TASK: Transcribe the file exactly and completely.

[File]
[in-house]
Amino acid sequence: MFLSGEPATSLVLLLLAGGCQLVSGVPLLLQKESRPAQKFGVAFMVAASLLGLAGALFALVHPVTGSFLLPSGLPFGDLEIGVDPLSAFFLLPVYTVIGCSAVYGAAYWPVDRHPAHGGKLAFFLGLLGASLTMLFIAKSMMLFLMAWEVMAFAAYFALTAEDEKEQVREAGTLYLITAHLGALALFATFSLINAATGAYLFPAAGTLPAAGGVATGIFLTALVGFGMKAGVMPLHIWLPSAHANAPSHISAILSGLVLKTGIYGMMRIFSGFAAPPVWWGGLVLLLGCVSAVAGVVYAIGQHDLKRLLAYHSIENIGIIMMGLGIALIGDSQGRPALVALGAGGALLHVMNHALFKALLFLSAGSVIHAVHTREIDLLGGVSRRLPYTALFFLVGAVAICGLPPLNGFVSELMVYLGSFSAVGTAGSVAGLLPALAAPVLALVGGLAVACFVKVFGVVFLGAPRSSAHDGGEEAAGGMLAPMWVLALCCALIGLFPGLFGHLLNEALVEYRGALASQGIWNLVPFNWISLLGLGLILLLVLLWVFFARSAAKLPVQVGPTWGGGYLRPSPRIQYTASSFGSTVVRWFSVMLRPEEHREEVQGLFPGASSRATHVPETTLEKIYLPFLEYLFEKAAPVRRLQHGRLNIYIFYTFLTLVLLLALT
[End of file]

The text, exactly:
[in-house]
Amino acid sequence: MFLSGEPATSLVLLLLAGGCQLVSGVPLLLQKESRPAQKFGVAFMVAASLLGLAGALFALVHPVTGSFLLPSGLPFGDLEIGVDPLSAFFLLPVYTVIGCSAVYGAAYWPVDRHPAHGGKLAFFLGLLGASLTMLFIAKSMMLFLMAWEVMAFAAYFALTAEDEKEQVREAGTLYLITAHLGALALFATFSLINAATGAYLFPAAGTLPAAGGVATGIFLTALVGFGMKAGVMPLHIWLPSAHANAPSHISAILSGLVLKTGIYGMMRIFSGFAAPPVWWGGLVLLLGCVSAVAGVVYAIGQHDLKRLLAYHSIENIGIIMMGLGIALIGDSQGRPALVALGAGGALLHVMNHALFKALLFLSAGSVIHAVHTREIDLLGGVSRRLPYTALFFLVGAVAICGLPPLNGFVSELMVYLGSFSAVGTAGSVAGLLPALAAPVLALVGGLAVACFVKVFGVVFLGAPRSSAHDGGEEAAGGMLAPMWVLALCCALIGLFPGLFGHLLNEALVEYRGALASQGIWNLVPFNWISLLGLGLILLLVLLWVFFARSAAKLPVQVGPTWGGGYLRPSPRIQYTASSFGSTVVRWFSVMLRPEEHREEVQGLFPGASSRATHVPETTLEKIYLPFLEYLFEKAAPVRRLQHGRLNIYIFYTFLTLVLLLALT